The coordination of individual cell behaviors is a crucial step in the assembly and morphogenesis of tissues. Xenopus mesendoderm cells migrate collectively along a fibronectin (FN) substrate at gastrulation, but how the adhesive and mechanical forces required for these movements are generated and transmitted is unclear. Traction force microscopy (TFM) was used to establish that traction stresses are limited primarily to leading edge cells in mesendoderm explants, and that these forces are balanced by intercellular stresses in follower rows. This is further reflected in the morphology of these cells, with broad lamellipodial protrusions, mature focal adhesions and a gradient of activated Rac1 evident at the leading edge, while small protrusions, rapid turnover of immature focal adhesions and lack of a Rac1 activity gradient characterize cells in following rows. Depletion of keratin (krt8) with antisense morpholinos results in high traction stresses in follower rowcells, misdirected protrusions and the formation of actin stress fibers anchored in streak-like focal adhesions. We propose that maintenance of mechanical integrity in the mesendoderm by keratin intermediate filaments is required to balance stresses within the tissue to regulate collective cell movements.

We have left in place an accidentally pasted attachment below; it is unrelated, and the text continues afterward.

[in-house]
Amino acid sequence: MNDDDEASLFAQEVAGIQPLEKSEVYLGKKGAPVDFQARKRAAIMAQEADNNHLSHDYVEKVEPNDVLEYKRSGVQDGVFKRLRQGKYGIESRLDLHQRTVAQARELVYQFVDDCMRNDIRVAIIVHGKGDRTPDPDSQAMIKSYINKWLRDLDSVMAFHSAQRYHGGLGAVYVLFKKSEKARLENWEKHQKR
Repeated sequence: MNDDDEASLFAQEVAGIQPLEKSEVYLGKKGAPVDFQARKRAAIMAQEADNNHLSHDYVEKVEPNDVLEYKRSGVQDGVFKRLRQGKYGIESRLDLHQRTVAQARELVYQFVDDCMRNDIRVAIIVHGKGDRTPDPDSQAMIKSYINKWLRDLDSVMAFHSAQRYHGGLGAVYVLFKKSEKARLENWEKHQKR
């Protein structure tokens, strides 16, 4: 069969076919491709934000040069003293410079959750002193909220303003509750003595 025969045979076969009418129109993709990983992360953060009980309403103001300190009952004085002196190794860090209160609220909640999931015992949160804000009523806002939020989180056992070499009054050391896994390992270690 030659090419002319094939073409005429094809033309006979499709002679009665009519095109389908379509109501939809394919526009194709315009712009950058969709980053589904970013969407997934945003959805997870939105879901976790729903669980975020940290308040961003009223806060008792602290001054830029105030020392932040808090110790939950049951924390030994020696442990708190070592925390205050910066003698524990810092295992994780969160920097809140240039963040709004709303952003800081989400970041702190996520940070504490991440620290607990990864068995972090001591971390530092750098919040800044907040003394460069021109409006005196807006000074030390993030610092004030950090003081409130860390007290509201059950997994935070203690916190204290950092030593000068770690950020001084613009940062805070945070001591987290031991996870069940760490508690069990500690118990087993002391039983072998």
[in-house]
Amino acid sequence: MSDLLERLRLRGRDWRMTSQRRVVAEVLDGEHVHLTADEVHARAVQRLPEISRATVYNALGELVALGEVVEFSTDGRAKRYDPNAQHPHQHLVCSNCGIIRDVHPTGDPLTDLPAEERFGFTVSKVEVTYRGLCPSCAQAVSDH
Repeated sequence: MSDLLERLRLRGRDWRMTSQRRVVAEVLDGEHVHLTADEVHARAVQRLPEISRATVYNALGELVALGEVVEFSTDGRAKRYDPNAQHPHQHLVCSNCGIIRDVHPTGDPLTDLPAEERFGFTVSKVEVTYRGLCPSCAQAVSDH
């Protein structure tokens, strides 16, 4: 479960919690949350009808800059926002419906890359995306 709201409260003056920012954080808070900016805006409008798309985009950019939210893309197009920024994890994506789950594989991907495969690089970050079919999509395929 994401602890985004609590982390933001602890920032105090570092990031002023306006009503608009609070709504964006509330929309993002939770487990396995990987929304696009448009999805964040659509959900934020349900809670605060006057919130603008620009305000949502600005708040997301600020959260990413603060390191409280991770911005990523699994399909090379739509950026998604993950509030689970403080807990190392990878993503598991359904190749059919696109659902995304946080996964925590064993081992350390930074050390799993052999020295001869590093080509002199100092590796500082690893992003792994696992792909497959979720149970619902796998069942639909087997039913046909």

|Original language||English (US)|
|Number of pages||14|
|State||Published - Dec 1 2017|
All Science Journal Classification (ASJC) codes
- Molecular Biology
- Developmental Biology